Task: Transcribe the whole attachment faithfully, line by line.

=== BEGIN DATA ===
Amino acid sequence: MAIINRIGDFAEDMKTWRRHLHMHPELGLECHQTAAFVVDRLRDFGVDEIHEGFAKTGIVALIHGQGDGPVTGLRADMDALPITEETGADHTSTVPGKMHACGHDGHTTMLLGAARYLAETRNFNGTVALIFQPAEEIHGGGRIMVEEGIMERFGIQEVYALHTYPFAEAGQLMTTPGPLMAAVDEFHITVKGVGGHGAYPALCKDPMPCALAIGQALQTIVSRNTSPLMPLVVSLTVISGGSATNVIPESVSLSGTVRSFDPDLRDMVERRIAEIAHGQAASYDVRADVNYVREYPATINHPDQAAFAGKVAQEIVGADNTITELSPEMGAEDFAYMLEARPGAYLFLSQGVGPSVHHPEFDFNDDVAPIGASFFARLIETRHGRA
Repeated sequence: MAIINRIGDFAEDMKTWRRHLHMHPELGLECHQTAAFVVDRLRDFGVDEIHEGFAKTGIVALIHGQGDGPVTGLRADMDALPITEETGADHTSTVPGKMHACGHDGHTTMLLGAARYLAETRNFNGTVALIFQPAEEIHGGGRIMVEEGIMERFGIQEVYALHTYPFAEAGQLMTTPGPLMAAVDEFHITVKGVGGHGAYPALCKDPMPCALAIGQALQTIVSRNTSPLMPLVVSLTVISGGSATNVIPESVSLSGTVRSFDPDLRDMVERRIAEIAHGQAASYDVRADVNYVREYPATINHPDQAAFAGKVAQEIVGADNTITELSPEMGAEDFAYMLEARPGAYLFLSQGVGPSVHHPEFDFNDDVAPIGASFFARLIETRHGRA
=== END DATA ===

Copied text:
Amino acid sequence: MAIINRIGDFAEDMKTWRRHLHMHPELGLECHQTAAFVVDRLRDFGVDEIHEGFAKTGIVALIHGQGDGPVTGLRADMDALPITEETGADHTSTVPGKMHACGHDGHTTMLLGAARYLAETRNFNGTVALIFQPAEEIHGGGRIMVEEGIMERFGIQEVYALHTYPFAEAGQLMTTPGPLMAAVDEFHITVKGVGGHGAYPALCKDPMPCALAIGQALQTIVSRNTSPLMPLVVSLTVISGGSATNVIPESVSLSGTVRSFDPDLRDMVERRIAEIAHGQAASYDVRADVNYVREYPATINHPDQAAFAGKVAQEIVGADNTITELSPEMGAEDFAYMLEARPGAYLFLSQGVGPSVHHPEFDFNDDVAPIGASFFARLIETRHGRA
Repeated sequence: MAIINRIGDFAEDMKTWRRHLHMHPELGLECHQTAAFVVDRLRDFGVDEIHEGFAKTGIVALIHGQGDGPVTGLRADMDALPITEETGADHTSTVPGKMHACGHDGHTTMLLGAARYLAETRNFNGTVALIFQPAEEIHGGGRIMVEEGIMERFGIQEVYALHTYPFAEAGQLMTTPGPLMAAVDEFHITVKGVGGHGAYPALCKDPMPCALAIGQALQTIVSRNTSPLMPLVVSLTVISGGSATNVIPESVSLSGTVRSFDPDLRDMVERRIAEIAHGQAASYDVRADVNYVREYPATINHPDQAAFAGKVAQEIVGADNTITELSPEMGAEDFAYMLEARPGAYLFLSQGVGPSVHHPEFDFNDDVAPIGASFFARLIETRHGRA